It didn’t help the Spanish much. Like another Native icon upon whom the same name was bestowed by colonizers, the language here has remained steadfastly impervious to all real attempts at compilation and translation. More than a half-millennium later, it is still defiantly unwritten, even in the face of new attempts at linguistic incursion by new[er] evangelists bent on conversion of multiple kinds, including those who wish to impose their own religious and cultural practices from without, and those who wish to steal those of the people for themselves.

Words hold power; our peoples all across this continent have always known this. Here, those words are not for anyone but the people themselves.

It is ironic to me that Mexican soldiers in the service of the Spanish should have called upon Saint Jerome for deliverance from the Chiricahua leader whose defenses bedeviled them so. It’s how Goyathlay, better known to the rest of the world as Geronimo, perhaps the most feared of all Native leaders, was given the Catholic saint’s own name. . . .

. . .

Funny, that. An Apache medicine man turned fierce warrior, the last holdout, the one who harried colonizers from the lowliest settler all the way up to the American president himself and not a few from the imposed border to the south, a man whose real name referred to yawning, would eventually acquire the name of a bibliophilic monk from the other side of the world and, in a subversion of the entire colonial process, convert a bookish name based on words into a fearsome war cry, a symbol of military power and strategy and courage in battle, a prayer for salvation and relief from the self-defense of the oppressed.

. . .

In a week when we’ve been looking at indigenous concepts of the Four Sacred Directions, of Spirit reaching outward to embrace our world, reaching inward to bring that world on the four winds to the center of all that is, “Geronimo” becomes a reminder of the need for boundaries: of what we allow into our world, of what we allow to be carried out of it, whether words or worship, politics or people.

Sometimes, the most important direction is the one not visible to the outside world — the one that points inward, toward what it means to be true to one’s people, to tradition, to self. It’s what keeps our cultures from being lost in translation.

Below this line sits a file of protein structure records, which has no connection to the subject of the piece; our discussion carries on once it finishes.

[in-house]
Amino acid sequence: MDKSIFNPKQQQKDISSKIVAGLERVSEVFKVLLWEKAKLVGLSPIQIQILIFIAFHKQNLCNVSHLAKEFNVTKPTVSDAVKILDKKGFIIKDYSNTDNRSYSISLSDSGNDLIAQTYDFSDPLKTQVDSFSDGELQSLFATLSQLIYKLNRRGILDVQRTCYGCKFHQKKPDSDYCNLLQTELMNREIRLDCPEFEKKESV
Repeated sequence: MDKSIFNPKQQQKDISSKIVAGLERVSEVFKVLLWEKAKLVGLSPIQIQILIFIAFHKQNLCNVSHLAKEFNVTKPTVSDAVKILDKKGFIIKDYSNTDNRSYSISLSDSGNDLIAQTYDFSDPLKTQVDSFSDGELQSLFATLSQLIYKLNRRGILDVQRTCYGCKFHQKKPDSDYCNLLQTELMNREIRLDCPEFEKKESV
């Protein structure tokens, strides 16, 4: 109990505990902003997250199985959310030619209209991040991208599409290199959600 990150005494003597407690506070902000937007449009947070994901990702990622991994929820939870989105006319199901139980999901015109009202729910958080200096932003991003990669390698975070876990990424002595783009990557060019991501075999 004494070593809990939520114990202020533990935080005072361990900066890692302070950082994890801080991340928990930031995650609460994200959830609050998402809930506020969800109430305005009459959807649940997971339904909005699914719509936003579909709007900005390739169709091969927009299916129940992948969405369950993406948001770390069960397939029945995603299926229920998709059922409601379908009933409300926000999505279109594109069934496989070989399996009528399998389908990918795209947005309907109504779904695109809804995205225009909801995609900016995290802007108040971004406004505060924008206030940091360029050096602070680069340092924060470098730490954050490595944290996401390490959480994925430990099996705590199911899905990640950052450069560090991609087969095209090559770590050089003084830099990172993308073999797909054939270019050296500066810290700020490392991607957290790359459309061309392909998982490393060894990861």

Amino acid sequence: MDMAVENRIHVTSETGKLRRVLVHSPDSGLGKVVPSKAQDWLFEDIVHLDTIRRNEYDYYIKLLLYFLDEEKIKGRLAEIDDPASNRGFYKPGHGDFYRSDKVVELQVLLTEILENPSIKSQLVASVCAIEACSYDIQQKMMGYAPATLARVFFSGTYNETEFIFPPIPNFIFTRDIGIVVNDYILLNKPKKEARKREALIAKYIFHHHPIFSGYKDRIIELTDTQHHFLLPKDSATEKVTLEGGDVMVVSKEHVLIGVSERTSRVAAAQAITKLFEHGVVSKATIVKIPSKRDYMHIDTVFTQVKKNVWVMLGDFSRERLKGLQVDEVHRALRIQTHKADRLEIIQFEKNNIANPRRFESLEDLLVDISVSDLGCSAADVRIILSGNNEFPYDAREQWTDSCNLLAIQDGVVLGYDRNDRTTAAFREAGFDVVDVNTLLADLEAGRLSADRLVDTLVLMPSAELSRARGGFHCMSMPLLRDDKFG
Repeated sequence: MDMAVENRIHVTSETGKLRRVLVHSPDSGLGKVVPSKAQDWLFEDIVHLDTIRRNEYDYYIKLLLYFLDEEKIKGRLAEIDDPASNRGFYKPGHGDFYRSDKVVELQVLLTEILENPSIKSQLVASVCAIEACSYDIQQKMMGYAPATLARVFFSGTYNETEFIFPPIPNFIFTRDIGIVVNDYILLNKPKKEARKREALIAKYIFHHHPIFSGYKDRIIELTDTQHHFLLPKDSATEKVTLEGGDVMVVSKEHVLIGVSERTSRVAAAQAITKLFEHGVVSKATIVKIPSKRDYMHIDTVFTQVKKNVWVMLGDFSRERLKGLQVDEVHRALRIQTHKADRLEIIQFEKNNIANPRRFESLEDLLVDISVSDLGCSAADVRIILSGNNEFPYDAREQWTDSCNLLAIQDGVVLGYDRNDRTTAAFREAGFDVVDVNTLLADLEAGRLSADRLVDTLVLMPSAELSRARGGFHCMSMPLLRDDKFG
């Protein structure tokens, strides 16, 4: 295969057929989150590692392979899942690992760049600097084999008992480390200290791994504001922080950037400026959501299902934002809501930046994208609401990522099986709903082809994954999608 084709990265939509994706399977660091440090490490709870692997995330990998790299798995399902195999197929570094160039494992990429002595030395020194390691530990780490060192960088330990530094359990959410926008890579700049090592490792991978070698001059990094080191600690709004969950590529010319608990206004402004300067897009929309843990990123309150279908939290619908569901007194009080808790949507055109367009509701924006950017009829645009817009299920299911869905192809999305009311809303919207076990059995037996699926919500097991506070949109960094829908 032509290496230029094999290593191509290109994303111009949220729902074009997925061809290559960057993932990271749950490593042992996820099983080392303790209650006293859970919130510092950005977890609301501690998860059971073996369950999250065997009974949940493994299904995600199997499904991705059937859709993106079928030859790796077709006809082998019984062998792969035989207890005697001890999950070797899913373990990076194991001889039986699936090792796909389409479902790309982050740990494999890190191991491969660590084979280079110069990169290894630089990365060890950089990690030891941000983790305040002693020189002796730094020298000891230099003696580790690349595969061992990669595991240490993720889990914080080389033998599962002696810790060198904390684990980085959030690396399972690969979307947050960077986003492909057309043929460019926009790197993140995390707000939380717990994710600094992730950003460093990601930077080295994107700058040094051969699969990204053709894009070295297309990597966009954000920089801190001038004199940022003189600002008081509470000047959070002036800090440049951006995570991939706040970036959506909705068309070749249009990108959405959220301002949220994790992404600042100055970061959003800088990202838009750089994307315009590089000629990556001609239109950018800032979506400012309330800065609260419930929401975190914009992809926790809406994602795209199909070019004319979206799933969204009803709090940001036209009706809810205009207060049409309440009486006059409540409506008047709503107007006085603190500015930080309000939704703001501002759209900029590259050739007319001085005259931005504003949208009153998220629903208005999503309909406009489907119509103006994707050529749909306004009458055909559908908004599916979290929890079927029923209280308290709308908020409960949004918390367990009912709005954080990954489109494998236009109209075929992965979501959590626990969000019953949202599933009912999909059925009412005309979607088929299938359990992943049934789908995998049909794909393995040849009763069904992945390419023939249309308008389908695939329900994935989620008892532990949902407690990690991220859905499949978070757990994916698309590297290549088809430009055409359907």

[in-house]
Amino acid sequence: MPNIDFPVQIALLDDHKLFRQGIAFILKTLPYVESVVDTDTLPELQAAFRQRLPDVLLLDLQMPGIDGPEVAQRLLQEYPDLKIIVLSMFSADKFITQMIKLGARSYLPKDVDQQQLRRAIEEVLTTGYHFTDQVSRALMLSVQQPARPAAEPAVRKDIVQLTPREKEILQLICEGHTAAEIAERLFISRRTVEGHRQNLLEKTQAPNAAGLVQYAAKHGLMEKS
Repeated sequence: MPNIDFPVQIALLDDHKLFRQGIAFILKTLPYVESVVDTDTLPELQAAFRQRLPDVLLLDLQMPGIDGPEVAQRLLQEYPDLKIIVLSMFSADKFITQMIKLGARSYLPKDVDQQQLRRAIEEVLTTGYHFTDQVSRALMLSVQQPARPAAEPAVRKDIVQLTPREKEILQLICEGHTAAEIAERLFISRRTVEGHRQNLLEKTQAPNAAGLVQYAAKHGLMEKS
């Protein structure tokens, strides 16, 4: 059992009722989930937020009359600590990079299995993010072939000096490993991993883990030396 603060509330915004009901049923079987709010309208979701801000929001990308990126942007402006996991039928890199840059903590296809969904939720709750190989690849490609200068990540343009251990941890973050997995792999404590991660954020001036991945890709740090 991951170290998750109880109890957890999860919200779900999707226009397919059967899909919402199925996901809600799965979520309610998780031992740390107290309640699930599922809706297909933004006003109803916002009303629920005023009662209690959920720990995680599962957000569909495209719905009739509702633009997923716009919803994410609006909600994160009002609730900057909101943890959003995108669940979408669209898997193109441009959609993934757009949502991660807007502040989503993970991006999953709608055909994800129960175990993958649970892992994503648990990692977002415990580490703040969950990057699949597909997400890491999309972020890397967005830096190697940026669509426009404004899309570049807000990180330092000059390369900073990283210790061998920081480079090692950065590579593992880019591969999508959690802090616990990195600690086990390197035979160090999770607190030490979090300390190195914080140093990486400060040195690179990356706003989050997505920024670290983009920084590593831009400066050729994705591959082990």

Those last two paragraphs are vitally important to our survival. There is a colonial tendency to assert that what our peoples “need” is access to all aspects of their own colonial-capitalist world, without ever once contemplating whether those aspects are killing even their own. Even more do they arrogate to themselves a nonexistent “right” to us, to our cultures and languages and identities and ways, a wholly proprietary and commodified relationship, whether money is involved or not.

Neither is true.

And now, with the whole world at a new tipping point (and already past several others), with disaster and disintegration, destruction and nothing less than death itself looming on all fronts, we have to choose carefully to draw those boundaries and make them strong. We have a near future of risk ahead with these increasingly cold weeks of fall and winter beyond them; a far greater collection of risks lie ahead as colonialism-driven climate change forces us to reap the whirlwind it spawned.

In our way, we are charged with leaving a good world — now, a better world — to our children’s children, for seven generations and beyond. It will require much of us. We are accustomed to translating the many languages of colonialism, literal ones and otherwise, into our own far older ways; accustomed, too, to adapting ourselves to circumstances and vice versa, the better to survive that which has always sought our extermination. Now, though, we must envision the multiple futures possible and find a way to create the healthiest, most harmonious among them, and it will require every bit of cultural literacy and knowledge at our disposal.

We are already late. The best time to start was more than five hundred years ago; as the saying goes, the next best time to start is today. Let this be a season of envisioning possibilities and bringing them to fruition, of translating futures, and defending them.

~ Aji